How To Lose Customer Brand Loyalty … a Story of BMW Service Failure

I consider myself an extremely loyal BMW customer, having owned nothing but BMW products for over 20 years. In the last week I had my worst BMW service customer experience in those 20 years. It has put a serious dent in my customer brand loyalty.

One negative service experience to lose a customer’s brand loyalty, you say? Not so, one trip to a service department, resulting in 8 different issues. Let me explain:

I took my car to a central Florida dealership to have a nagging squeal noise from under the hood investigated on a 18-month-old Series 1. Although I have never purchased a vehicle from this dealer, I have used them for service on numerous occasions over the last 8–9 years.

Here is a summary of my resulting issues:

1. I was refused an offer of a substitute car during the service of my vehicle, although the dealership is 30 miles from my home while. The reason? Never bought a car from them, though I have owned nothing but BMWs for 20 years, all purchased new. Note that this service has been previously granted on several occasions by this dealer.

2. The first problem they discovered was an inability to reset the oil service light, after my oil service. They claimed the fault was caused by a chaffed wire caused by animal chewing. Could not show me the replaced or repaired wire (which is standard industry practice) and insisted it was chewed and therefore not covered under warranty.

3. The service manager required payment ($216) for me to take the car and insisted I take up my problem of non-warranty up with BMW, NA.

4. Car was dropped off to service department on Tuesday PM … and the return promise date was delayed twice.

5. Service department took 2 days to discover the noise problem was caused by a transmission seal covered by one of the service bulletins. Claimed the problem was the corporate service bulletin issue because the bulletin did not list my car’s VIN number.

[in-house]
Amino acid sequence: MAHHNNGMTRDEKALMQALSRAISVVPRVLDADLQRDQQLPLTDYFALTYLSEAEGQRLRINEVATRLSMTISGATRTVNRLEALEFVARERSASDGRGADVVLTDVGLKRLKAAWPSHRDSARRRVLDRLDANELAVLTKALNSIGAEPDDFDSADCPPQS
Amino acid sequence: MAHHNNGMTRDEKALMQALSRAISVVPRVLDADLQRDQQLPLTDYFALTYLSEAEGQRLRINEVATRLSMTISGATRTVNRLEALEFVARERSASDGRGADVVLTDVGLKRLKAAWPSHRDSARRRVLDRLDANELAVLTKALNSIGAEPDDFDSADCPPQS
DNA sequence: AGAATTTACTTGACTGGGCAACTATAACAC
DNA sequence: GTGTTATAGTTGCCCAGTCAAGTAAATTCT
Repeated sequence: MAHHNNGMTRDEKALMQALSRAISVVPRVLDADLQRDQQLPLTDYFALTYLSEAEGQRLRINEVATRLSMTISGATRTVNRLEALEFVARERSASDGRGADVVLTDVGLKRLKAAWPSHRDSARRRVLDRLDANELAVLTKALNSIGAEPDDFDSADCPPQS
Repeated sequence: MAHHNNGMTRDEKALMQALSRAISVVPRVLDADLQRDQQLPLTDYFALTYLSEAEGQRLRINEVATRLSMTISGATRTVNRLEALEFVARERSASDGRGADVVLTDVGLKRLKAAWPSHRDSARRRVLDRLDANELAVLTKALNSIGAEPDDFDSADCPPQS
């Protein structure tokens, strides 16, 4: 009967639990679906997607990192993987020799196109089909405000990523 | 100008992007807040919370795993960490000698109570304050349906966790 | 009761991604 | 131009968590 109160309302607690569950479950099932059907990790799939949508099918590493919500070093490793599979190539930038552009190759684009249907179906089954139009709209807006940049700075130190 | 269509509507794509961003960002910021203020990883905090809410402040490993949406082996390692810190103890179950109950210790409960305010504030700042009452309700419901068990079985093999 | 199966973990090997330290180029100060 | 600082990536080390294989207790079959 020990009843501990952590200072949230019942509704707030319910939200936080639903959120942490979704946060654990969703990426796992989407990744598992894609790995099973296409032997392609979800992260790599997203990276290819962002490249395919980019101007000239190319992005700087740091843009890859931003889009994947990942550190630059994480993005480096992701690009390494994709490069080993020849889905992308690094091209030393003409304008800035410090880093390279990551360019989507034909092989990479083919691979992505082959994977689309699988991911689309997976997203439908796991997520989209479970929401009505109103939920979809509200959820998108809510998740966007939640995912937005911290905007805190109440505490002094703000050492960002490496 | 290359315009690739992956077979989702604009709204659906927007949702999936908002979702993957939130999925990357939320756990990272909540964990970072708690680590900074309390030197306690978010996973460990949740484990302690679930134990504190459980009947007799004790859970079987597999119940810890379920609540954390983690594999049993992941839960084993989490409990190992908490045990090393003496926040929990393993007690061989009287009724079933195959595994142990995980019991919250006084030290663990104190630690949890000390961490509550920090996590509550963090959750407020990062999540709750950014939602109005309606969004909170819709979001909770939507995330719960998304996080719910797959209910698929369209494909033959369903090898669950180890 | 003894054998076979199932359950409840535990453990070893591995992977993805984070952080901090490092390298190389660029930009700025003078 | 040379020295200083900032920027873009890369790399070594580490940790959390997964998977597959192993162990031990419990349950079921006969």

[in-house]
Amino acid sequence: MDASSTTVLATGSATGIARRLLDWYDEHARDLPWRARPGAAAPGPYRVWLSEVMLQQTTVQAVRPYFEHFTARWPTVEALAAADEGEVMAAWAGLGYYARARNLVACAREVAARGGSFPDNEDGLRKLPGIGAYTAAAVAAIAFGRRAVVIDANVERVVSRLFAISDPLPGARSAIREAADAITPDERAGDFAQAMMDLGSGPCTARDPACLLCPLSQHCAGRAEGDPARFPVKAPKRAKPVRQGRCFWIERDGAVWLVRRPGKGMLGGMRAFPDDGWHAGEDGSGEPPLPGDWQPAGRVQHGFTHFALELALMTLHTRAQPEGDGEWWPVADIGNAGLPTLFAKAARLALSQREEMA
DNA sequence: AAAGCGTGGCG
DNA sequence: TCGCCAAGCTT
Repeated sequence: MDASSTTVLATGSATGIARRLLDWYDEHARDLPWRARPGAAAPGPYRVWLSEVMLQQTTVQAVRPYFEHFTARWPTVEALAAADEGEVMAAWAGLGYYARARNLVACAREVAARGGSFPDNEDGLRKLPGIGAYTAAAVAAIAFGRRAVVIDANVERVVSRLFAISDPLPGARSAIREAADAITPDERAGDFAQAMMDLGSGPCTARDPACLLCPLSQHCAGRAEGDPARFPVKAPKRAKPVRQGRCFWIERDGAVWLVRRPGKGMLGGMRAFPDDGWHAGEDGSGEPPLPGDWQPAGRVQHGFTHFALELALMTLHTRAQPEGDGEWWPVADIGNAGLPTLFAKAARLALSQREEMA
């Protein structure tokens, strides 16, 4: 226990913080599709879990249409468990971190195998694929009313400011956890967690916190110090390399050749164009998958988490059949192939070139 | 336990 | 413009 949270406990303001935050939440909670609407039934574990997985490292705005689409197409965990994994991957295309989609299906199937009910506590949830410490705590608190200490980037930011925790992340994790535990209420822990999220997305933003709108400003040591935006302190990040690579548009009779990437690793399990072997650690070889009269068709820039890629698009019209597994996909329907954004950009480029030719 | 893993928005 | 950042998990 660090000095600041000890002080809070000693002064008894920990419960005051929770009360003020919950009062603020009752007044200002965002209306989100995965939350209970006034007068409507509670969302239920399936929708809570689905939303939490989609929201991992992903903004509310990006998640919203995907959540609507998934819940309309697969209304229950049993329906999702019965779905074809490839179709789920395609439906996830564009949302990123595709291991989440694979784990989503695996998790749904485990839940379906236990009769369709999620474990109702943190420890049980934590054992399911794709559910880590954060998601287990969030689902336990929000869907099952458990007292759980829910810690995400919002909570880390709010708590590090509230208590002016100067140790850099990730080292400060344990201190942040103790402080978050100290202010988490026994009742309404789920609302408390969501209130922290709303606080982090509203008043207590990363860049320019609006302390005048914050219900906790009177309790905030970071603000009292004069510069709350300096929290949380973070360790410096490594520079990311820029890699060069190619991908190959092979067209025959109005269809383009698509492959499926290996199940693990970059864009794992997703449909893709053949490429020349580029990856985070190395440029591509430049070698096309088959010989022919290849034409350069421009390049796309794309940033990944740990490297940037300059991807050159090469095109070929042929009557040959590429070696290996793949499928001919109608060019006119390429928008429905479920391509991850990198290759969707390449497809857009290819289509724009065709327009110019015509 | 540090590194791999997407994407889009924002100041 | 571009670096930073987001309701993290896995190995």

6. Was to pick up my car Friday AM (scheduled to return to NY with the car late Friday evening). Service called Thursday evening to say car would not be ready due to fact part had not arrived and did not know for sure when it would arrive. I was promised a status call Friday am on the part situation. Never received a call, though. I called at 1 PM and received voice mail. I finally received a call around 3 to tell me the car would be ready around 4 PM.

7. I had no way to pick up the car and requested that the car be returned to my home. This request was refused. The dealer did send a driver to come to pick me up to bring me to the dealership.

8. I called BMW, North America after one week from when I sent my e-mail to them describing my problems and was told that the issue was between me and the dealer, despite not haven been shown the defective part (which I had requested). Requested that the BMW, NA customer relations manager call me back after he attempted to find out if any part/wire had been replaced. After 1 week, no return call has been received..

My Takeaways

This was an extremely negative experience and not what I have grown to expect from BMW. As a senior businessman, it is my belief that not all customers are, or should be treated, equal … I mean that is what customer loyalty is all about, right?

Clearly, this incident demonstrated that this dealer and the BMW customer relations manager cared very little about loyal BMW customers. In my mind brand loyalty has a higher significance than dealer loyalty (where the auto was purchased) … but that was not the case here.

Mike Schoultz writes about improving the performance of business. Bookmark his blog for stories and articles.